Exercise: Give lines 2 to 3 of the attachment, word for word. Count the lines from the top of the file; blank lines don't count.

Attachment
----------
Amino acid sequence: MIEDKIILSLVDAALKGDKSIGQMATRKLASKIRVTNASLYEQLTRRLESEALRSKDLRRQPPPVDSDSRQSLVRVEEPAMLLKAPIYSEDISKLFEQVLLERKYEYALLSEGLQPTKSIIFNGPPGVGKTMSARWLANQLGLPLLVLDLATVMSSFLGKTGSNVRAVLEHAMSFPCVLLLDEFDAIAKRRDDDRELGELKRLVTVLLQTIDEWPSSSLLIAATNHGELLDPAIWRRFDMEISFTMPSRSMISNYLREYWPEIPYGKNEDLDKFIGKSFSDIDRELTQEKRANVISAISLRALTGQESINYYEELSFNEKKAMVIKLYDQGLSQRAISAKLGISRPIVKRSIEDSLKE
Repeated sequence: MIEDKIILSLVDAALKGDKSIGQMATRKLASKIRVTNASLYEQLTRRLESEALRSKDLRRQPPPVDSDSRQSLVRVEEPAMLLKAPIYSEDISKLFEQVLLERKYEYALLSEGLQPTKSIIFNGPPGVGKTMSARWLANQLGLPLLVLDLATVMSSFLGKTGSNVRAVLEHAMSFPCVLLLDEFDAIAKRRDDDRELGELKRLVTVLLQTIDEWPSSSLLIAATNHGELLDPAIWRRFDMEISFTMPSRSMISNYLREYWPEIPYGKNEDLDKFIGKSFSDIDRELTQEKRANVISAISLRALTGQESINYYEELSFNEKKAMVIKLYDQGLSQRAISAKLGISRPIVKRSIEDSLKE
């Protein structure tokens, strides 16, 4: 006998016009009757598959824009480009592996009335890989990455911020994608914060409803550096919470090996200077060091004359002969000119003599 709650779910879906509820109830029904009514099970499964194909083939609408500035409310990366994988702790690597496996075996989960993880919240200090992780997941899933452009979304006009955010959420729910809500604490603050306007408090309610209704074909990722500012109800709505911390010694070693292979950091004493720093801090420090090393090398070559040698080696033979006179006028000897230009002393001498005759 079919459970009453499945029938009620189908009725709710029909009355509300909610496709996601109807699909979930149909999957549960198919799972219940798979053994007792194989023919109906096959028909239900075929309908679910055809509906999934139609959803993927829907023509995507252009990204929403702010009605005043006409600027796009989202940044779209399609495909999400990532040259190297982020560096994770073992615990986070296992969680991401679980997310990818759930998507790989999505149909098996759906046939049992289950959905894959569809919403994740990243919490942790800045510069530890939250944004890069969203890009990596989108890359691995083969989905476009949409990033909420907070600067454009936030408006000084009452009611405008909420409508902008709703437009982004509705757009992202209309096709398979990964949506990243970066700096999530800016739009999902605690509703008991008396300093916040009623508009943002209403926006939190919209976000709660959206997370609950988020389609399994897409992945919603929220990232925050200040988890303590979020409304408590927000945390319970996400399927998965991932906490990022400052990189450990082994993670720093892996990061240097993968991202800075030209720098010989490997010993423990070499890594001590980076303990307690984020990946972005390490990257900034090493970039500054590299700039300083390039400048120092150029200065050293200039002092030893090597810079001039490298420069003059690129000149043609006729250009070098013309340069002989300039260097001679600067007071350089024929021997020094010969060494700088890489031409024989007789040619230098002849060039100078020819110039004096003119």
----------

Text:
Repeated sequence: MIEDKIILSLVDAALKGDKSIGQMATRKLASKIRVTNASLYEQLTRRLESEALRSKDLRRQPPPVDSDSRQSLVRVEEPAMLLKAPIYSEDISKLFEQVLLERKYEYALLSEGLQPTKSIIFNGPPGVGKTMSARWLANQLGLPLLVLDLATVMSSFLGKTGSNVRAVLEHAMSFPCVLLLDEFDAIAKRRDDDRELGELKRLVTVLLQTIDEWPSSSLLIAATNHGELLDPAIWRRFDMEISFTMPSRSMISNYLREYWPEIPYGKNEDLDKFIGKSFSDIDRELTQEKRANVISAISLRALTGQESINYYEELSFNEKKAMVIKLYDQGLSQRAISAKLGISRPIVKRSIEDSLKE
């Protein structure tokens, strides 16, 4: 006998016009009757598959824009480009592996009335890989990455911020994608914060409803550096919470090996200077060091004359002969000119003599 709650779910879906509820109830029904009514099970499964194909083939609408500035409310990366994988702790690597496996075996989960993880919240200090992780997941899933452009979304006009955010959420729910809500604490603050306007408090309610209704074909990722500012109800709505911390010694070693292979950091004493720093801090420090090393090398070559040698080696033979006179006028000897230009002393001498005759 079919459970009453499945029938009620189908009725709710029909009355509300909610496709996601109807699909979930149909999957549960198919799972219940798979053994007792194989023919109906096959028909239900075929309908679910055809509906999934139609959803993927829907023509995507252009990204929403702010009605005043006409600027796009989202940044779209399609495909999400990532040259190297982020560096994770073992615990986070296992969680991401679980997310990818759930998507790989999505149909098996759906046939049992289950959905894959569809919403994740990243919490942790800045510069530890939250944004890069969203890009990596989108890359691995083969989905476009949409990033909420907070600067454009936030408006000084009452009611405008909420409508902008709703437009982004509705757009992202209309096709398979990964949506990243970066700096999530800016739009999902605690509703008991008396300093916040009623508009943002209403926006939190919209976000709660959206997370609950988020389609399994897409992945919603929220990232925050200040988890303590979020409304408590927000945390319970996400399927998965991932906490990022400052990189450990082994993670720093892996990061240097993968991202800075030209720098010989490997010993423990070499890594001590980076303990307690984020990946972005390490990257900034090493970039500054590299700039300083390039400048120092150029200065050293200039002092030893090597810079001039490298420069003059690129000149043609006729250009070098013309340069002989300039260097001679600067007071350089024929021997020094010969060494700088890489031409024989007789040619230098002849060039100078020819110039004096003119």